Council tax bills for Fife residents have been frozen for the coming year in a move to ease financial pressures brought on by the pandemic.
There will be no increase to the eight-tier council tax rate, which starts at the lowest at £853.87 and rises to the highest at £3,137.95, when bills are issued to residents next month.
However, Fife Council has agreed to raise council rents by 1.5% for 2021/22, a smaller increase that the projected 2.2% for tenants, which also takes into account the impact of Covid-19 on households.
The decisions were taken at a meeting of the council to set its rates ahead of the budget meeting on March 11.
In the Scottish Government’s draft budget in January, Finance Secretary Kate Forbes announced £90 million earmarked for councils giving them the equivalent of a 3% rise in support funding if they agreed to freeze council tax rates for the coming year.
By agreeing to do so, Fife will receive around £5.8 million of extra funding.
Co-leader of the Fife administration, Labour Councillor David Ross, said the last 12 months had been “unprecedented and difficult” for everyone and that freezing the council tax was “the right thing to do”.
He added: “Failure to freeze the council tax would result in Fife not getting that extra funding from the Scottish Government and that would me a significant loss to the level of funding for the council.”
Co-leader and SNP councillor, David Alexander, added: “If ever there was a year to freeze the council tax then this was the year to do it given the impact of Covid-19.”
Concerns that the Scottish Government may not “baseline” the money as part of future financial settlements were also raised, with Mr Ross adding that Fife would have the difficult choice of either doubling potential future council tax rises next year or be forced to make cuts to services.
Councillor Tim Brett, leader of the Liberal Democrat council group in Fife, agreed with the freeze, however voiced his disappointment at what he claimed was interference from the Scottish Government.
“It should be the local authority that should be setting and raising its income without being dictated to by the government,” said Mr Brett.
An amendment for the council to write to the Scottish Government to seek assurances over the stability of future funding was agreed.
Council tenants will be expected to pay around £60 per year more in rents after the council confirmed that it will increase rents by 1.5% for the coming year.
While an increase for tenants the increase is lower that what it would have been in ‘normal’ times, it had been set lower to ease the financial pressures faced by tenants due to the impact of Covid-19 on livelihoods.
Normally the increase would have been calculated by adding 1% to the rate of inflation, giving a 2.2% increase, but reduced to reflect the difficulties faced over the last 12 months.
Announcing the plan, Labour Councillor Judy Hamilton – convener of the communities and housing services committee – said there will be £2m made available to support tenants on Universal Credit and working households who have had their employment disrupted by furlough.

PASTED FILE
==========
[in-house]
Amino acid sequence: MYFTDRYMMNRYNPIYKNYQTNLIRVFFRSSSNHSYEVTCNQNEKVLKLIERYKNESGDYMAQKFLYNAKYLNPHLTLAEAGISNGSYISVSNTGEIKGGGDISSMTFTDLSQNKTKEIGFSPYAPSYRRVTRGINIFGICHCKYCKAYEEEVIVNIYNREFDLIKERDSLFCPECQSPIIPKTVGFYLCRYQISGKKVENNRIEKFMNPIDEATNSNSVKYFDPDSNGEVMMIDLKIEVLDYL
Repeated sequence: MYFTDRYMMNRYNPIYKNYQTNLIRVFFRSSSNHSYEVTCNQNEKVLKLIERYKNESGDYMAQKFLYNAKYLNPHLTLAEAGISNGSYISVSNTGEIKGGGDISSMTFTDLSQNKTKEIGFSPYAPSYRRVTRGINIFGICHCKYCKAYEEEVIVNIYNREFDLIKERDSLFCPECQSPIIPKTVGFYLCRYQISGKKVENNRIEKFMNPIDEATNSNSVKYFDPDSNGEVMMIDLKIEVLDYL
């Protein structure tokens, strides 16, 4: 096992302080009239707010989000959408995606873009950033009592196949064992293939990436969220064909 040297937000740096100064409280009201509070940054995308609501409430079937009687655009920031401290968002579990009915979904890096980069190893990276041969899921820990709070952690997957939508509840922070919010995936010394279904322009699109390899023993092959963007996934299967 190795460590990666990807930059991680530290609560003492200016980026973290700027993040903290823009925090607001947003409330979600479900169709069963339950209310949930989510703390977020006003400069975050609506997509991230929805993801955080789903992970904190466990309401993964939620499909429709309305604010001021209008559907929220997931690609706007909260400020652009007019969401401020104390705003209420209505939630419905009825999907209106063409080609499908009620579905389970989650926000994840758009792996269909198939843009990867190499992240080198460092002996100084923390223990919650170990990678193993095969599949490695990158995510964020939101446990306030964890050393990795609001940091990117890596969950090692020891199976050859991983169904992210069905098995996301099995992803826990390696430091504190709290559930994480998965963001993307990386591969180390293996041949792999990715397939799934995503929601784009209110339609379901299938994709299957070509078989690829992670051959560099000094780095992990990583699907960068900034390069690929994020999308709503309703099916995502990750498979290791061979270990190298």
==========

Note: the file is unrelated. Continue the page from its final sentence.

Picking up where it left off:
She also highlighted that the rent increase would provide £80.6m of investment into council housing.
“That investment will include £31m for property refurbishments, £6.3m regeneration of estates and £2m for energy efficiency measures,” said Mrs Hamilton.
She added that £1.6m from the monies raised would go to improving traveller accommodation in Fife while a further £2.6m would be used to improve homeless hostel facilities across the region.
Furthermore, £30m will be committed to phase three of the council’s affordable housing plans to build 1,500 new homes in the next five years as well as £5m used to purchase properties on the open market to increase the local authority’s housing stock.
However, an amendment by the Liberal Democrat group calling for the council to freeze the rent increase drew a heated response from councillors. His amendment was voted down by councillors.
Mrs Hamilton branded the move nothing more than an attempt at “headline grabbing” adding that the rise had the backing of 62% of tenants groups who were consulted prior to setting the increase.
“Clearly the Liberal Democrats have not done their homework and have come with no suggestion of how we will maintain services and continue to meet the high levels of housing achieved,” she said.
“We offer the highest level of rent support anywhere on Scotland and accepting the Lib Dems plan would put all of that at risk.
“This is a modest increase that will mean services won’t be cut and comes as part of a £250m overall financial commitment to housing.”
- Council Tax Freeze for 2021/22
- Fife to get £5.8m share of Scottish Government’s £90m support
- Council rent to increase by 1.5% for 2021/22
- £60 increase on tenants’ yearly rent bill
- £2m council rent support commitment for those receiving universal credit or on furlough
- £80.6m investment into housing in Fife
- Including £31m existing housing stock refurbishments
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